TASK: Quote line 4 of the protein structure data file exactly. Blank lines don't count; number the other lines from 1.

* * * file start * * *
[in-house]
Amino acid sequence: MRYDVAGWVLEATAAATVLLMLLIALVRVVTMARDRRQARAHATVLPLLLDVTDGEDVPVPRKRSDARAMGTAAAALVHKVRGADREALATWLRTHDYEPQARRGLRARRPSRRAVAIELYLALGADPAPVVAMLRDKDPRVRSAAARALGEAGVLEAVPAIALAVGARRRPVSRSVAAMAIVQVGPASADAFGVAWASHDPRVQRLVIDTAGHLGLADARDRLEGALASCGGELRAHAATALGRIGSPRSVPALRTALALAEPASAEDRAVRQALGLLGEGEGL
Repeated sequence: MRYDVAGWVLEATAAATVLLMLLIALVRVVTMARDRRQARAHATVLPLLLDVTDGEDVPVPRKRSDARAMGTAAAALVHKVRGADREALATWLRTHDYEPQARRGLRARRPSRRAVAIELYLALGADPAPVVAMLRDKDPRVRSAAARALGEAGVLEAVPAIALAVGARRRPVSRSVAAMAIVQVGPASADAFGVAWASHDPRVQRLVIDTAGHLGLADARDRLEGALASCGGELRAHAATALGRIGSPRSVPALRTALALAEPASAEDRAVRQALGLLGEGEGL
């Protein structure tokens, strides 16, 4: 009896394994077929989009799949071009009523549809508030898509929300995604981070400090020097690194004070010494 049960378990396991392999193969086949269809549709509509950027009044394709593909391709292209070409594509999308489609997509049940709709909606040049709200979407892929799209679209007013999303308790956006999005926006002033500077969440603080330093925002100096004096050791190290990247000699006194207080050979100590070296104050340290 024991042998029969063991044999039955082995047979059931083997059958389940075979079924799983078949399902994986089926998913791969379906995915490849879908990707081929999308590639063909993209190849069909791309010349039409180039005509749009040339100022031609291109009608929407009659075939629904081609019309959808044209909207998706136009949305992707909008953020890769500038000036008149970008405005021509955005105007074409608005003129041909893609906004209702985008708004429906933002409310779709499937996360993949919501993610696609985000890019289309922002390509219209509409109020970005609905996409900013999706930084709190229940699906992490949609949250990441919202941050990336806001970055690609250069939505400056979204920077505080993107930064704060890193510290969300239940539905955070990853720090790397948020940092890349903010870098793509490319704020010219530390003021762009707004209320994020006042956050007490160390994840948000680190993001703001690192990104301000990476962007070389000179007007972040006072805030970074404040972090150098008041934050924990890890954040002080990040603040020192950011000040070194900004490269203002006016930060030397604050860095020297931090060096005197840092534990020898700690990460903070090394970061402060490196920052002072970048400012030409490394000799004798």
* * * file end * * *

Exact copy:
């Protein structure tokens, strides 16, 4: 009896394994077929989009799949071009009523549809508030898509929300995604981070400090020097690194004070010494 049960378990396991392999193969086949269809549709509509950027009044394709593909391709292209070409594509999308489609997509049940709709909606040049709200979407892929799209679209007013999303308790956006999005926006002033500077969440603080330093925002100096004096050791190290990247000699006194207080050979100590070296104050340290 024991042998029969063991044999039955082995047979059931083997059958389940075979079924799983078949399902994986089926998913791969379906995915490849879908990707081929999308590639063909993209190849069909791309010349039409180039005509749009040339100022031609291109009608929407009659075939629904081609019309959808044209909207998706136009949305992707909008953020890769500038000036008149970008405005021509955005105007074409608005003129041909893609906004209702985008708004429906933002409310779709499937996360993949919501993610696609985000890019289309922002390509219209509409109020970005609905996409900013999706930084709190229940699906992490949609949250990441919202941050990336806001970055690609250069939505400056979204920077505080993107930064704060890193510290969300239940539905955070990853720090790397948020940092890349903010870098793509490319704020010219530390003021762009707004209320994020006042956050007490160390994840948000680190993001703001690192990104301000990476962007070389000179007007972040006072805030970074404040972090150098008041934050924990890890954040002080990040603040020192950011000040070194900004490269203002006016930060030397604050860095020297931090060096005197840092534990020898700690990460903070090394970061402060490196920052002072970048400012030409490394000799004798």